spotted and has white stripes instead of a large white spot on the top
part of its wings.
Those who have managed to photograph it
have either done so at a distance, finding it by listening for its
hammering in the early spring, before there are too many leaves on trees to
see it, or have put hides near to places where it will come down for water,
so for example where there is a piece of woodland that they are known to be
in and a single small pond in the woodland. Although I have seen lesser
spotted woodpeckers on a few occasions I have not so far photographed one.
See, species' page on the
Lesser Spotted Woodpecker.
Great spotted woodpecker
The most common and most photographed of the
UK woodpeckers. It will tolerate people once it becomes used to you, and
will even feed its young close to you knowing you are present. It is
particularly keen on peanuts and fat feeders, so is a frequent visitor to
many country bird tables and even some in towns and cities.
They usually first fly to a tree nearby where
they can check the area is safe before coming to the feeder. Where there are
a number, usually as one flies in the one already present will fly out, so
except for a parents and a young it is rare to see more than one at a time
on feeders. When flying from the nearby tree to the feeders they fly looking
forward, and I have a couple of photographs of them flying directly
towards the camera. However I don't think their eye sight in flight is all
that good as on one occasion one landed on my arm while I was tying up a
peanut feeder so that squirrels could not remove it. I was however wearing
a green shirt on this occasion. It was as surprised as I was to find itself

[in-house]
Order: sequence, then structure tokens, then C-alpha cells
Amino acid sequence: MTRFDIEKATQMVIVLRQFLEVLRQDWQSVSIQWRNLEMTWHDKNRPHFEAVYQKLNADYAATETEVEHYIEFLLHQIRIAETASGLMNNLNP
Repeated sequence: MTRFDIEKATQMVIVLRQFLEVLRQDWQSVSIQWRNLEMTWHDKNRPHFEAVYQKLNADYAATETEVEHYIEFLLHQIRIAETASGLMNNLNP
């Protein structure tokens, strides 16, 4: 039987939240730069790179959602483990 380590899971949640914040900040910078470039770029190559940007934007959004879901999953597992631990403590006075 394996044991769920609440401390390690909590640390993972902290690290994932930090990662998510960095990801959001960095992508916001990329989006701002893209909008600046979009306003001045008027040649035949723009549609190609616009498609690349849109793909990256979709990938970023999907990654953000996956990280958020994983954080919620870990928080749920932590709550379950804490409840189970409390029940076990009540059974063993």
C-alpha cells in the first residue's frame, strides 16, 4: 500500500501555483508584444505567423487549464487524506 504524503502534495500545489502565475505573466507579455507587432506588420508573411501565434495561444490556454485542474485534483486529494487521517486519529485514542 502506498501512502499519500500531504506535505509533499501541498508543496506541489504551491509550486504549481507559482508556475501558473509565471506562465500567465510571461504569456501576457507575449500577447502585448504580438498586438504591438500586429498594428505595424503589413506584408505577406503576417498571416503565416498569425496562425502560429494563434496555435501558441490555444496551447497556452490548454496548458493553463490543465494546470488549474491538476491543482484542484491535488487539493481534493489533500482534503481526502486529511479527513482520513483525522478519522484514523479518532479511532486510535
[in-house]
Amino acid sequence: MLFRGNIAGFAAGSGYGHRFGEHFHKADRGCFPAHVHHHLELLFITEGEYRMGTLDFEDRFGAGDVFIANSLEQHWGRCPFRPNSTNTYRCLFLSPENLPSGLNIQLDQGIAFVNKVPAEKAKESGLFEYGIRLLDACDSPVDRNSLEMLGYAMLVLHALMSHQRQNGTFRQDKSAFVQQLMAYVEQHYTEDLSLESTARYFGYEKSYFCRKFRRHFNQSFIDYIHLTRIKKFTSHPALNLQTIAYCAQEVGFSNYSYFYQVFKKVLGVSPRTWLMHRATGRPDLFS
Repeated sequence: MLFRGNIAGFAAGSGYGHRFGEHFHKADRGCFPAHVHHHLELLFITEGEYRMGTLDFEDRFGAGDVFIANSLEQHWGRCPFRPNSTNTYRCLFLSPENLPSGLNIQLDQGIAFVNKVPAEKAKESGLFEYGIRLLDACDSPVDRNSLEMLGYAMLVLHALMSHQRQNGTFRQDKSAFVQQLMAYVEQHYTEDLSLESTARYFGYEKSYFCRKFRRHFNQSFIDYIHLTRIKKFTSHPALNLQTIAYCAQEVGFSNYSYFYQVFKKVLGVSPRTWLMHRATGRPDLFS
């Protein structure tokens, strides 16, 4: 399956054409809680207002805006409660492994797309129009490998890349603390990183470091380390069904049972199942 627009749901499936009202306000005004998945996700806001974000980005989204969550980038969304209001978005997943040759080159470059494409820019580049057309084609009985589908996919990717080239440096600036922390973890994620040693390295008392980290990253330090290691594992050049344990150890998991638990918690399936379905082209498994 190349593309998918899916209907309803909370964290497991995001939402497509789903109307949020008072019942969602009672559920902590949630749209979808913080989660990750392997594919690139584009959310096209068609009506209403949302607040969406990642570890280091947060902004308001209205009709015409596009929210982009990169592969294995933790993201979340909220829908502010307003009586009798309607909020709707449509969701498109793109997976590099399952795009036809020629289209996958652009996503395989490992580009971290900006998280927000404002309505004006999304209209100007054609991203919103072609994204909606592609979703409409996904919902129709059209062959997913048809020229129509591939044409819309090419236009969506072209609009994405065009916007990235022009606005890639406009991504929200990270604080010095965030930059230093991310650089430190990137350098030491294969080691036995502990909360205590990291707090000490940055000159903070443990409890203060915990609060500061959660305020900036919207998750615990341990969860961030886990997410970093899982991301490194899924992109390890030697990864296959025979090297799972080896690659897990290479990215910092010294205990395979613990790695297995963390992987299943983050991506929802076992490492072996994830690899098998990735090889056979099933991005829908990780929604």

inches from my face.
The adult male
has a red back to its neck while the adult female does not. The young has a
red cap. In most cases where I have seen one of the young being fed at or
near a bird feeder, its been the male adult that has been doing it.
When I had a couple of feeding
stations and Greet Spotted Woodpeckers were coming in all the time, I found
I could tell one from another, in some cases by size, in other cases by
shape, some being plumper than others and on occasions as some had extra
feathers around their chin areas. Similarly there are differences between
younger ones as well.
Female Great Spotted Woodpecker
In many books
it says that they do not eat ants or feed on the ground but I have seen and
photographed them doing this, although its far less common than with the
Male Great Spotted Woodpecker Feeding on
|When feeding they
are always stopping to check for predators, especially birds of prey, often
working their way around feeders or branches looking to the sky. Although
they have a powerful peck and few other birds even far larger ones will
challenge them. I have seen one taken by a bird of prey, and know of
another case where it fought back and made so much noise that it
caused a lot of interest, bringing people out to see what was happening and
causing the bird of prey to drop it and fly away.
The easiest way to photograph them is near or
at feeders. Quite a few of my favourite photos of Great Spotted Woodpeckers
are with them on a small wooden post, that I tied to the feeding station,
giving them something to land on near the feeders. While initially on seeing
you they will fly away, after a short time they become accustomed to
you and you will find that you can get near to an open window, being in full
view and moving about, or even stand outside near the feeders, as long as you stand still. Like many of the other garden and game birds that
became used to attending our feeding stations, I found they were happier to
come near me when I was in normal clothes, and were in open display, either
inside or outside, than when I was in either camouflage or partially hidden.
Male Feeding Young
See, species' page on the
Great Spotted Woodpecker
Great Spotted Woodpecker.